Tungsten: also known as incandescent, and symbolised by a lit light bulb.  Usually used in doors and generally cools down the colours in photos.

Fluorescent: symbolised by a tubed light source, this setting compensates for cooler light, warming your images.

Sunny/Daylight: this setting is often seen as the normal WB setting.

Flash: a cameras flash can have a cooling effect on images, but by selecting this setting, the WB is compensated and warmed up a little

Cloudy: symbolised by a cloud (!), this setting will warm your images a little more than when using the sunny WB setting.

Shade: as objects being photographed in the shade can be a little bluer than when shooting in direct day light, this setting, symbolised by shade at the side of a house will warm things up a little more than when using the cloudy setting.

Custom/PRE: this setting allows you to customise the WB and is put to good use when photographing snow scenes or scenarios that are not quiet covered by the automatic settings.  Custom settings are usually governed by the use of white or grey cards, which are specifically designed for the task or by using appropriately coloured objects found within the scene.

Kelvin [K]: under this setting you would dial in the relevant figure required, as governed by the colour temperature chart as seen above.

An additional refinement available to some camera is hue adjustment, where you have the option to fine-tune these settings further still.

Having tint in our photographs is not always seen as a bad thing; take for example these two images of the Lloyds building in London.

Lloyd's of London [Sunny White Balance]

Lloyd’s of London [Sunny White Balance]

This first image was taken under normal shooting conditions with the White Balance set to fine weather (or sunny).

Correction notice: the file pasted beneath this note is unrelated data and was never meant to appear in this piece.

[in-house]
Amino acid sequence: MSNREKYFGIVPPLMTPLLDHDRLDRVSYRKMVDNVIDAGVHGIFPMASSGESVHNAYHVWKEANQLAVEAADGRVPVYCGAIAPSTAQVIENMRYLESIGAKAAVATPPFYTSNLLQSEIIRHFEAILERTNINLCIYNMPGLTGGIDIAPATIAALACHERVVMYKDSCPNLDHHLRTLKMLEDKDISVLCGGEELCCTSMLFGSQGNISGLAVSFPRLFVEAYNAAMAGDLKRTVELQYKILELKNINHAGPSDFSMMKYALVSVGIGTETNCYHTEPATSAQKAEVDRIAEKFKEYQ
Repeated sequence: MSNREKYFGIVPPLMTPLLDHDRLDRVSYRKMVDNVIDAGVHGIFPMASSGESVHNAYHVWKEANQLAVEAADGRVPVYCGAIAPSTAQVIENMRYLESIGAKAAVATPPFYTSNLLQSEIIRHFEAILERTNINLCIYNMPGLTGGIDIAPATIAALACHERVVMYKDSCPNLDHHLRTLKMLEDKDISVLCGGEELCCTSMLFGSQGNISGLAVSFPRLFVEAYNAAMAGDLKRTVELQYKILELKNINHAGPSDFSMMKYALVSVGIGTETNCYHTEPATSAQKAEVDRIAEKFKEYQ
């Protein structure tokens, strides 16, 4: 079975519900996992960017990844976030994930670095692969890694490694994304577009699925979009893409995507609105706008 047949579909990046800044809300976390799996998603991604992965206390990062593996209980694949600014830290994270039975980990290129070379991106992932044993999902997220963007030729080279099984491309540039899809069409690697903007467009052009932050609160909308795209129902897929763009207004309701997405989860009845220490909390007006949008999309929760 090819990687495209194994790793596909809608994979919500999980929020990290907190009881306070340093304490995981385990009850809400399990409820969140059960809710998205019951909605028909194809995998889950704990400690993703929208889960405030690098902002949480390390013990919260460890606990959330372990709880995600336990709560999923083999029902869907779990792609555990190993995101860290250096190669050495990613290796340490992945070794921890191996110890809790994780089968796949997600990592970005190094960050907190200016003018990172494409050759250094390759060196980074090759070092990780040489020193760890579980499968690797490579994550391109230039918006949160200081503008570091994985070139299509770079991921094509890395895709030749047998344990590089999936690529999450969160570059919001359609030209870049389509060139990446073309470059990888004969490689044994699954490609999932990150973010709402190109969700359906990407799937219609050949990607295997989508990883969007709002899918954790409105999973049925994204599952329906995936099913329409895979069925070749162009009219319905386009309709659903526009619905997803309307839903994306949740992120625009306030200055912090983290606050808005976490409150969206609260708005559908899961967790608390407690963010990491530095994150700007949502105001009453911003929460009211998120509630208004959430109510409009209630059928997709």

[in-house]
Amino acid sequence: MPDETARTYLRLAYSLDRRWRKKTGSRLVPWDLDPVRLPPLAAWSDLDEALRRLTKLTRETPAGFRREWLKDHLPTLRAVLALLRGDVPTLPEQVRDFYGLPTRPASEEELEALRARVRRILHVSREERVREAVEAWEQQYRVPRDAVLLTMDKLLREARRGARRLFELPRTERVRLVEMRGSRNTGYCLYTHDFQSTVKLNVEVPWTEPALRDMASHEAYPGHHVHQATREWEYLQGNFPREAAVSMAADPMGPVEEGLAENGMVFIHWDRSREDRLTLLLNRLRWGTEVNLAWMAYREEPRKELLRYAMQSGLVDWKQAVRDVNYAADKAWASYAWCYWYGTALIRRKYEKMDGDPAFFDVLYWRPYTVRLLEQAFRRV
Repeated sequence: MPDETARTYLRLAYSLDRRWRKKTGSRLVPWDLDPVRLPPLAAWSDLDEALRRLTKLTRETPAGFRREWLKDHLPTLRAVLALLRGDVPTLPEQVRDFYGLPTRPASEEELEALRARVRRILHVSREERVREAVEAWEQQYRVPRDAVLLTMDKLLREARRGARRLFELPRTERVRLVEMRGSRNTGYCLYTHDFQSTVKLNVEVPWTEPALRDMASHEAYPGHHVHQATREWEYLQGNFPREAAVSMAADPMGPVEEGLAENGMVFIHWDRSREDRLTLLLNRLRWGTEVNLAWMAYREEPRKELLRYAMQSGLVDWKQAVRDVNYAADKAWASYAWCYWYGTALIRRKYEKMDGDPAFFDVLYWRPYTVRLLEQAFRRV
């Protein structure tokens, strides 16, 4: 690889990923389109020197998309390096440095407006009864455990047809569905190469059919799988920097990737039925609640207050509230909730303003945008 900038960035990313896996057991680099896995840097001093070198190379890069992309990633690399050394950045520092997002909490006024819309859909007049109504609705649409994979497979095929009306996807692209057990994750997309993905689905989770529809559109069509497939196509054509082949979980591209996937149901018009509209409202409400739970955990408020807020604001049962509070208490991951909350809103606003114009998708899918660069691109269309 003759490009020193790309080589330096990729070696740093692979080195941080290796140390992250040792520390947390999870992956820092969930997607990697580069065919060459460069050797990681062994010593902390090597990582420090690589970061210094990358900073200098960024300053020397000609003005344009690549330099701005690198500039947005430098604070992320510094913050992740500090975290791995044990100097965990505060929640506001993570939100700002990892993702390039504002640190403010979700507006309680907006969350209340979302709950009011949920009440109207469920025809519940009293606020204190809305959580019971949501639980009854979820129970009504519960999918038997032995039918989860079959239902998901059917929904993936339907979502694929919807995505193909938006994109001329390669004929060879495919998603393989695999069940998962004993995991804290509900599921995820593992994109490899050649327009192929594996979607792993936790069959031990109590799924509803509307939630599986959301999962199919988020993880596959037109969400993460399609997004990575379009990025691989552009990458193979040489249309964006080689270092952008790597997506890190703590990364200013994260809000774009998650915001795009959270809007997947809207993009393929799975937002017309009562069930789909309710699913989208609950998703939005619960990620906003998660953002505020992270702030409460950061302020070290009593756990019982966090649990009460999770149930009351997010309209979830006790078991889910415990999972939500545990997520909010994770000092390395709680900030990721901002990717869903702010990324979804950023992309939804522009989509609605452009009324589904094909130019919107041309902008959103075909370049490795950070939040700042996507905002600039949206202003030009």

Here the image is very monochrome, which is dictated by the chrome and steel structure of the building and the very bright, although cloudy sky.

This second image was taken with the White Balance set to Tungsten, which is known to cool down the colours in a scene, and is really apparent there as it makes the building look a very strange shade of blue.

Lloyd's of London Building [Tungsten White Balance]

Lloyd’s of London Building [Tungsten White Balance]

I am not particularly keen on this shot and I actually prefer the look and feel of the original image, but this shows a good example of how changing the cameras White Balance can give completely different image results.  In fact by changing the White Balance setting, rivers can look cooler and sunsets warmer, all by the flick of a switch.

Florescent and Vapour-Discharge Lamps

Florescent and vapour-discharge lighting work a little differently to other artificial light sources as an electric charge is discharged through the element, which is in fact vapour.  The colour from these types of light gives off a greenish or bluish hue when photographed, which actually has noting to do with colour temperature, but our cameras have the ability to deal with this in the same way, as long as the correct White Balance setting has been selected.

So, why is the White Balance setting on our camera so important?  If we want to achieve the perfect colour balance in our photos we need to be aware of this function within our camera.  Yes, if we shoot in RAW we can make changes to the colour of our image in image altering software packages, but it is always good to know where on our camera we can compensate for the different colours found in the world, how we can make our photos look different by changing this setting, and why we would want to do so.



Freeman, M.  (2011) The Digital SLR Handbook.  Revised 3rd Edition.  East Sussex: The Ilex Press Limited.

Freeman, M.  (2008) Mastering Digital Photography. East Sussex: The Ilex Press Limited.

Masoner, L.  (n.d.) White Balance [Online Article].  Available at: <; [Accessed 6 June 2013].


Cambridge in Colour.  (n.d.) White Balance [Online Article].  Available at: <; [Accessed 5 June 2013].

Freeman, M.  (2011) The Digital SLR Handbook.  Revised 3rd Edition.  East Sussex: The Ilex Press Limited.

Freeman, M.  (2008) Mastering Digital Photography. East Sussex: The Ilex Press Limited.

Langford, M., et al.  (2008) Langford’s Advanced Photography.  7th Edition.  Oxford; London.

Masoner, L.  (n.d.) Colour Temperature [Online Article].  Available at: <; [Accessed 6 June 2013].

Masoner, L.  (n.d.) White Balance [Online Article].  Available at: <; [Accessed 6 June 2013].

Rowse, D.  (n.d.) Introduction to White Balance [Online Article].  Available at: <; [Accessed 5 June 2013].